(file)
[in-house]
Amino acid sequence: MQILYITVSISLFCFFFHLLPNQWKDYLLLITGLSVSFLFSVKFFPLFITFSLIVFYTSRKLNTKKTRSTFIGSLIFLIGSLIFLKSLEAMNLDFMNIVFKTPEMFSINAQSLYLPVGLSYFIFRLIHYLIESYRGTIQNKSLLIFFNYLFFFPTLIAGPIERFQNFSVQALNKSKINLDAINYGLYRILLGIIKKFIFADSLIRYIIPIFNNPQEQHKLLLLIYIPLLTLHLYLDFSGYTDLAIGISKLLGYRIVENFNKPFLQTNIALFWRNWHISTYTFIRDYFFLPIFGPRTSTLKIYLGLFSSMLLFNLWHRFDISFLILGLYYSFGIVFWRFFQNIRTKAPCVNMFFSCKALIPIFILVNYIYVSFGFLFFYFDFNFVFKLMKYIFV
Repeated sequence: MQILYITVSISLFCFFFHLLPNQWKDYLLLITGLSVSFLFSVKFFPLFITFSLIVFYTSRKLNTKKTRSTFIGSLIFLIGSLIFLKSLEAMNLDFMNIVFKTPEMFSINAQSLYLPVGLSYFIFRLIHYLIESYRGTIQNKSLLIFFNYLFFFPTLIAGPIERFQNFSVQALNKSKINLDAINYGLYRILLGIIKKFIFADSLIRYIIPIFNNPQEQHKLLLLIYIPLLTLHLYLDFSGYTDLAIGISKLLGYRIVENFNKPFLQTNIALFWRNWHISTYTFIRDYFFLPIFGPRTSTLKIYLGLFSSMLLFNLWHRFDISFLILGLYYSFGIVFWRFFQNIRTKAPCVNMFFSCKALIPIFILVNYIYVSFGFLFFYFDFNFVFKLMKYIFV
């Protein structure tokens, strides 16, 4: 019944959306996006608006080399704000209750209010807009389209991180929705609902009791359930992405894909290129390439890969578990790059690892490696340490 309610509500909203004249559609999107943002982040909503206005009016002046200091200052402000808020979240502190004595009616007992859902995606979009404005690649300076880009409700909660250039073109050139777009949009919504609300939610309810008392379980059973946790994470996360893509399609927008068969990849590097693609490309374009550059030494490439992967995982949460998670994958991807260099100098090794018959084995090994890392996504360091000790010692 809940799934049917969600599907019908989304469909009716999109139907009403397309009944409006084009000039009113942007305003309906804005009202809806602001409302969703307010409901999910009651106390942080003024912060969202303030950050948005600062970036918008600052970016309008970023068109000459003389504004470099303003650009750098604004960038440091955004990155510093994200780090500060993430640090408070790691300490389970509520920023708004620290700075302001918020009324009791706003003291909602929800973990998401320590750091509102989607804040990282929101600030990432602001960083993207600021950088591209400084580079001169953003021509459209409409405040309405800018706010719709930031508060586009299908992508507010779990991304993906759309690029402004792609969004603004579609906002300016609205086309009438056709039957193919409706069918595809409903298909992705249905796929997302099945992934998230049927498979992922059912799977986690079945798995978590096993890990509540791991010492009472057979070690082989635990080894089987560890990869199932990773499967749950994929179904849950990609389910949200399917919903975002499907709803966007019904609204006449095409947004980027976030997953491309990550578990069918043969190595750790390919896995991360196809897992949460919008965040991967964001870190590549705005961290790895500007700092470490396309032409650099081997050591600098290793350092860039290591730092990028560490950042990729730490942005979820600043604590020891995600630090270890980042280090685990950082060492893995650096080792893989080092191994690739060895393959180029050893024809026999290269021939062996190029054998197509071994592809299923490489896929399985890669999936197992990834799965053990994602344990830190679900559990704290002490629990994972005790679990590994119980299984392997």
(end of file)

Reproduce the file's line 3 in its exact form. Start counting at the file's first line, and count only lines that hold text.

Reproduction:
Repeated sequence: MQILYITVSISLFCFFFHLLPNQWKDYLLLITGLSVSFLFSVKFFPLFITFSLIVFYTSRKLNTKKTRSTFIGSLIFLIGSLIFLKSLEAMNLDFMNIVFKTPEMFSINAQSLYLPVGLSYFIFRLIHYLIESYRGTIQNKSLLIFFNYLFFFPTLIAGPIERFQNFSVQALNKSKINLDAINYGLYRILLGIIKKFIFADSLIRYIIPIFNNPQEQHKLLLLIYIPLLTLHLYLDFSGYTDLAIGISKLLGYRIVENFNKPFLQTNIALFWRNWHISTYTFIRDYFFLPIFGPRTSTLKIYLGLFSSMLLFNLWHRFDISFLILGLYYSFGIVFWRFFQNIRTKAPCVNMFFSCKALIPIFILVNYIYVSFGFLFFYFDFNFVFKLMKYIFV